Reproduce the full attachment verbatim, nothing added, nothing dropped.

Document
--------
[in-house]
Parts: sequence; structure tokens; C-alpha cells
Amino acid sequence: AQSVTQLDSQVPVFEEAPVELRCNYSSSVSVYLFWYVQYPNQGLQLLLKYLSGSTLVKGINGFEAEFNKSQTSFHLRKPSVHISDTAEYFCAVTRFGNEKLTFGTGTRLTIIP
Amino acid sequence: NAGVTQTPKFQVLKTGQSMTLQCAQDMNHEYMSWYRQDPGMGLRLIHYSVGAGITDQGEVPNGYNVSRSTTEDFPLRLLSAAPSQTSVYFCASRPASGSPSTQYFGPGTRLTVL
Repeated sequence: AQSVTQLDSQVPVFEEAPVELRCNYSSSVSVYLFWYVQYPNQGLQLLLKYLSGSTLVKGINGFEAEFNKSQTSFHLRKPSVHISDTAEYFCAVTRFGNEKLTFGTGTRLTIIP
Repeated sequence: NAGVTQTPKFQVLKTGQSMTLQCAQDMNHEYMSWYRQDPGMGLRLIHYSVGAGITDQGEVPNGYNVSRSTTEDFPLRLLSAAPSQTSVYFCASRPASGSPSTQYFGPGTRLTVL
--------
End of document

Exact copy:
[in-house]
Parts: sequence; structure tokens; C-alpha cells
Amino acid sequence: AQSVTQLDSQVPVFEEAPVELRCNYSSSVSVYLFWYVQYPNQGLQLLLKYLSGSTLVKGINGFEAEFNKSQTSFHLRKPSVHISDTAEYFCAVTRFGNEKLTFGTGTRLTIIP
Amino acid sequence: NAGVTQTPKFQVLKTGQSMTLQCAQDMNHEYMSWYRQDPGMGLRLIHYSVGAGITDQGEVPNGYNVSRSTTEDFPLRLLSAAPSQTSVYFCASRPASGSPSTQYFGPGTRLTVL
Repeated sequence: AQSVTQLDSQVPVFEEAPVELRCNYSSSVSVYLFWYVQYPNQGLQLLLKYLSGSTLVKGINGFEAEFNKSQTSFHLRKPSVHISDTAEYFCAVTRFGNEKLTFGTGTRLTIIP
Repeated sequence: NAGVTQTPKFQVLKTGQSMTLQCAQDMNHEYMSWYRQDPGMGLRLIHYSVGAGITDQGEVPNGYNVSRSTTEDFPLRLLSAAPSQTSVYFCASRPASGSPSTQYFGPGTRLTVL